The ministries of older members

I’m younger than half of the Sunday School class I teach, but older than any of my doctors (except my dentist, by three months) and older than my last five pastors. My perspective on church things changes as this transition to being among the elders becomes more undeniable. My wife Tammi and I were talking the other day about how we’d seen several empty nester friends fade from regular church attendance—call it a second DINK (Double Income, No Kids) era of life. We should be more responsible now than we were in the sparkly days of being newly wed, but that’s not why I’m writing. Sometimes I wonder what my church or your church does to keep those who are becoming less vigorous a vital part of our ministry. 

Perhaps we don’t know what to do when a generation of church leadership—those who were go-to people in deacon ministry or administrative help—needs to be in charge of fewer things. With some of my friends it looks like a severe drop off between “she is everywhere” to “where’d she go?” The false dichotomy between being essential and being useless is fostered from both sides. Church members who slow down a little because their own health, or that of a spouse or parent, sometimes quit everything and fade before anyone notices. Church leaders are unprepared with options for those who need to be less prominent but who don’t want to become uninvolved. 

It’s not an easy nut to crack, but I have been in many meetings where bright people strained and brainstormed about how to get younger families engaged at some level—“Where can we plug them in,” “How can we keep them from just going out the back door?” and so on. If the focus is just on ensuring the future of the church or institution, that scrutiny of assimilating young families is right on. If the focus is on ministry to those God has placed in our hands, our motives and reach need to be less ageist.

Some who’ve taught for decades don’t walk so well these days. There’s not a correlation between one ability and the other. Additionally, you might consider that older members are qualified to teach more than just their peers. Middle-aged folks, 20 years older than I, taught my Sunday School classes from childhood until I was myself middle aged. Can a 70-year-old teacher be an effective teacher of young adults, children or high school students? I can’t imagine why they couldn’t. Some do imagine that pretty easily.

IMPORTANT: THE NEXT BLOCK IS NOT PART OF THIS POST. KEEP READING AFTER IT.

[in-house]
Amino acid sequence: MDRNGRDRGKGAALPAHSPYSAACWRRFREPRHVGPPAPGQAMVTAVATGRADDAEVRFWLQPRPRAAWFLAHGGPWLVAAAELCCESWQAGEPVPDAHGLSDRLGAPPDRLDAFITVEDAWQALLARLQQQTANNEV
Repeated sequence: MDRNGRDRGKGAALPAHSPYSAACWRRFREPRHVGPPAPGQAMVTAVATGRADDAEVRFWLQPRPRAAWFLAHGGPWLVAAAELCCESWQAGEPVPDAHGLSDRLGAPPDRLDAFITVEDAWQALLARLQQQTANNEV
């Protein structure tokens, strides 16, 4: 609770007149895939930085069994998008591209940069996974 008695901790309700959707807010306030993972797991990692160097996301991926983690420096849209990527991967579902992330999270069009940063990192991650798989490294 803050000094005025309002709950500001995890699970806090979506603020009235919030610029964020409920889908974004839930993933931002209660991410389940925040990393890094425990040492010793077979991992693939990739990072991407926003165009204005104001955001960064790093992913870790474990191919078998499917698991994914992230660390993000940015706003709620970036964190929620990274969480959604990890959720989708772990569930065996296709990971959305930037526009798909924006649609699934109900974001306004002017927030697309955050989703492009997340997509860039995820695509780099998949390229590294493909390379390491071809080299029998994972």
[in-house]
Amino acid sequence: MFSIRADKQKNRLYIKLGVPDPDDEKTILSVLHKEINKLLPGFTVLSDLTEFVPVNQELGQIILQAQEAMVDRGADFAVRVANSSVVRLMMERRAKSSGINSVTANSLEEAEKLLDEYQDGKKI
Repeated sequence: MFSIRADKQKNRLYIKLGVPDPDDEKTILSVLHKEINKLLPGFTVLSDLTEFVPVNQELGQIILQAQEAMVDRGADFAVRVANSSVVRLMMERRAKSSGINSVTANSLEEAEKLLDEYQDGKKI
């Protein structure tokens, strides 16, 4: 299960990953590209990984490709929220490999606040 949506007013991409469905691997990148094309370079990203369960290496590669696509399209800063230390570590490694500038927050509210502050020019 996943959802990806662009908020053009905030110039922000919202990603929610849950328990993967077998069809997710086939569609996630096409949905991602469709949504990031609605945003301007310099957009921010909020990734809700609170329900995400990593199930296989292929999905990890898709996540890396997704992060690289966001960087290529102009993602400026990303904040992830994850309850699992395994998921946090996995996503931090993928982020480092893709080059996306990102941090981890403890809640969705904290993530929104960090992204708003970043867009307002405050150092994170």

Multi-generational fellowship is born in multi-generational worship and ministry. Do we want the generations to trust each other and understand each other? A good place to start is engineering opportunities for us to work alongside each other. Instead of a senior adult retreat, how about a retreat focused on the interests of members within more than one demographic? We do have some things in common. Include older members in the student mission trip; let them bunk together and eat together, just like they do with relatives during family events. 

The generations are more likely to snipe at each other when individuals of one age group don’t know anyone of another age group. I assume that my children, well adjusted and gainfully employed, are an exception when I read something foolish done by another member of their generation. I’m less likely to do that when I’ve spent some good time with solid younger folks who are not my kin. My kids are indeed exceptional, but they are not the only wise Millennials.

I recognize the need for outreach among generations that are moving away from their churches. We need to preach the gospel to them and we need to teach them how to follow Christ. Older members are not the “future of the church” unless you consider the next 20 years sufficiently futuristic, but a significant number of their Baby Boomer generation are also lost. We have a few years to preach the gospel to them and teach them to follow Christ. This outreach can be a ministry of young and old, and it can bear unimagined fruit among family members of all ages. 

Think of it as a stewardship of your present ministry, not so focused on the ministry you will have in 10 years. Some of your older members will be able to do less, and you’ll do some funerals. Some of their friends, who will attend the funerals, are lost and hardened to the gospel. Some of their neighbors at the senior center or nursing home are unbelievers. You have church members and staff members who would be well-focused on ministry in this field. As for those who are still active, though a little slower, in your church, what can you do to intentionally equip them for significant ministry during every day God gives you with them?  

Gary Ledbetter
Southern Baptist Texan
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